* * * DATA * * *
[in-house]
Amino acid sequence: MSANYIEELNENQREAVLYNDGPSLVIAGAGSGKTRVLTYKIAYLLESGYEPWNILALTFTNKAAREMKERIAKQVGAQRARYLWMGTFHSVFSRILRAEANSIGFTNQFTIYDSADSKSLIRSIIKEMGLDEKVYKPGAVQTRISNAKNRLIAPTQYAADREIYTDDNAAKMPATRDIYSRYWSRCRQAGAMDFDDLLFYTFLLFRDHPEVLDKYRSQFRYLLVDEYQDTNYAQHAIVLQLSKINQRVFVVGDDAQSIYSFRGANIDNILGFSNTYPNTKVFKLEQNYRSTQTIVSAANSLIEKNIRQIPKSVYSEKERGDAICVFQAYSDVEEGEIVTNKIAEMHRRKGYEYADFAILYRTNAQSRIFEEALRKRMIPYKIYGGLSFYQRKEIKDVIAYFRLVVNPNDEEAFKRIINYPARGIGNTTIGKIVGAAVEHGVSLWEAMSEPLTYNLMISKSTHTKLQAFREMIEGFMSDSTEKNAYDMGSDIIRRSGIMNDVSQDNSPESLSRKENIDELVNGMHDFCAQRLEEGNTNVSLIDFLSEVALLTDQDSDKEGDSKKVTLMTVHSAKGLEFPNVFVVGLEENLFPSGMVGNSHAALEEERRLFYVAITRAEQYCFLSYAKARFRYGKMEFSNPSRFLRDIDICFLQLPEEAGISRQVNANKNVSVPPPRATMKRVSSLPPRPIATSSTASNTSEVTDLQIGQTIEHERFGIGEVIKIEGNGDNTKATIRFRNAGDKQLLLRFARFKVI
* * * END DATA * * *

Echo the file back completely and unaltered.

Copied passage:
[in-house]
Amino acid sequence: MSANYIEELNENQREAVLYNDGPSLVIAGAGSGKTRVLTYKIAYLLESGYEPWNILALTFTNKAAREMKERIAKQVGAQRARYLWMGTFHSVFSRILRAEANSIGFTNQFTIYDSADSKSLIRSIIKEMGLDEKVYKPGAVQTRISNAKNRLIAPTQYAADREIYTDDNAAKMPATRDIYSRYWSRCRQAGAMDFDDLLFYTFLLFRDHPEVLDKYRSQFRYLLVDEYQDTNYAQHAIVLQLSKINQRVFVVGDDAQSIYSFRGANIDNILGFSNTYPNTKVFKLEQNYRSTQTIVSAANSLIEKNIRQIPKSVYSEKERGDAICVFQAYSDVEEGEIVTNKIAEMHRRKGYEYADFAILYRTNAQSRIFEEALRKRMIPYKIYGGLSFYQRKEIKDVIAYFRLVVNPNDEEAFKRIINYPARGIGNTTIGKIVGAAVEHGVSLWEAMSEPLTYNLMISKSTHTKLQAFREMIEGFMSDSTEKNAYDMGSDIIRRSGIMNDVSQDNSPESLSRKENIDELVNGMHDFCAQRLEEGNTNVSLIDFLSEVALLTDQDSDKEGDSKKVTLMTVHSAKGLEFPNVFVVGLEENLFPSGMVGNSHAALEEERRLFYVAITRAEQYCFLSYAKARFRYGKMEFSNPSRFLRDIDICFLQLPEEAGISRQVNANKNVSVPPPRATMKRVSSLPPRPIATSSTASNTSEVTDLQIGQTIEHERFGIGEVIKIEGNGDNTKATIRFRNAGDKQLLLRFARFKVI